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A day in the life of a NHS 111 Clinical Advisor

"I original came into working for 111 through an agency several years ago and decided to take the plunge into Out of hours to see what was really involved. Around the same time I was also offered a charge nurse position within a secure unit which was more suited to my background as a RGN and having previously worked within a substance misuse service. However I stuck to my guns and always looking for a new challenge I started on the 111 and pathways training course for the role, at which point i realised the scope for career development. When the opportunity arose for a permanent role with Care UK I was happy to transfer over; despite the initial appeal for agency work you can’t always guarantee your hours and it lacks career development. 

When working within 111 the main difference the obvious difference to other nursing roles is that we do not see patients face to face. However this enables clinicians to develop and fine tune a new set of clinical decision making skills and safely manage risk through telephone triage. The pathways system you use provides the underpinning assessment tool for the safe clinical assessment of your patients, yet you still have the ability to bring and use your own clinical knowledge into the role.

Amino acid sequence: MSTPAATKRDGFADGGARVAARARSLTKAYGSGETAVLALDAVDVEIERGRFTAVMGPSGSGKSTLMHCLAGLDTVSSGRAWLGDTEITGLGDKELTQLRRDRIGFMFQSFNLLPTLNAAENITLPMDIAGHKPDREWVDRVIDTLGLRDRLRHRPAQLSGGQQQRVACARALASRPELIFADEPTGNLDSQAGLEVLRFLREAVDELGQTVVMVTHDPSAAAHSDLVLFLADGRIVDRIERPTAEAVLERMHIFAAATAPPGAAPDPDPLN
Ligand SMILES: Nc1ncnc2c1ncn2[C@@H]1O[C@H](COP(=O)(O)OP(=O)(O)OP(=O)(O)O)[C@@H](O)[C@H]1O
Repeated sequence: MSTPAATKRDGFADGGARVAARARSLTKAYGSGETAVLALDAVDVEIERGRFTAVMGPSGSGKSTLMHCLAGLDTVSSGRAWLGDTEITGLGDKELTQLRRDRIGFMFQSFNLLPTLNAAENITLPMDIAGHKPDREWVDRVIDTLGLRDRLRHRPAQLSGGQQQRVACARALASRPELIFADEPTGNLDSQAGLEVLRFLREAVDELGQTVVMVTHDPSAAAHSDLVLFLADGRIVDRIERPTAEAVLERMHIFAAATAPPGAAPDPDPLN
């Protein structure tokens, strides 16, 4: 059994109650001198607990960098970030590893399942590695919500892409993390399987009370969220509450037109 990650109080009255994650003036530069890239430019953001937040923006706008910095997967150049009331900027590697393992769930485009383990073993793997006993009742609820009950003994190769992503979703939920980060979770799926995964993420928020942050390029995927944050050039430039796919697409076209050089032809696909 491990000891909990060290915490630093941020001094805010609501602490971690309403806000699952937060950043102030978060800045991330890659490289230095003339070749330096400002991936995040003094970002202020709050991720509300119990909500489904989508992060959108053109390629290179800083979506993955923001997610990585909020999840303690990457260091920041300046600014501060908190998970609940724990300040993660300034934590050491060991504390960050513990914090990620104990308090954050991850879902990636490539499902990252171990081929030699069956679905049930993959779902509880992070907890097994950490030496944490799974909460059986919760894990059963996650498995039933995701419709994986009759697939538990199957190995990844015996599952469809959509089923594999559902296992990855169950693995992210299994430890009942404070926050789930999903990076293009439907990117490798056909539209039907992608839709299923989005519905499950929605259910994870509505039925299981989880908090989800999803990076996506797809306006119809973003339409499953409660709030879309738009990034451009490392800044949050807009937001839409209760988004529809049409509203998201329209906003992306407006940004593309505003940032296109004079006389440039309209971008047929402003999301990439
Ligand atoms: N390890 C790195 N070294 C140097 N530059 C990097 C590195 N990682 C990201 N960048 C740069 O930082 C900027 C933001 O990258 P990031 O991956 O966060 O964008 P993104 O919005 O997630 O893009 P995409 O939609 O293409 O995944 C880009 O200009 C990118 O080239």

The day to day tasks of a Clinical Advisor always revolve around meeting the safest and most appropriate clinical outcomes for all patients who use the service. The busy times of day tend to be just before GP surgeries open in the mornings and again when the surgeries close, both during the week and at weekends, namely the Out of Hours periods. The key part of the role is to provide support to the non-clinical staff within the call centre and being approachable and supportive. In the spirit of multi-disciplinary learning, paramedics and nurses will often discuss concerns with each other in order to gain a fully holistic understanding of assessing a patient.  There is always something new to learn no matter how experienced one may be and keeping an open mind to new learning is key for personal development.

I would describe the role of a Clinical Advisor as varied, challenging and rewarding!"

 

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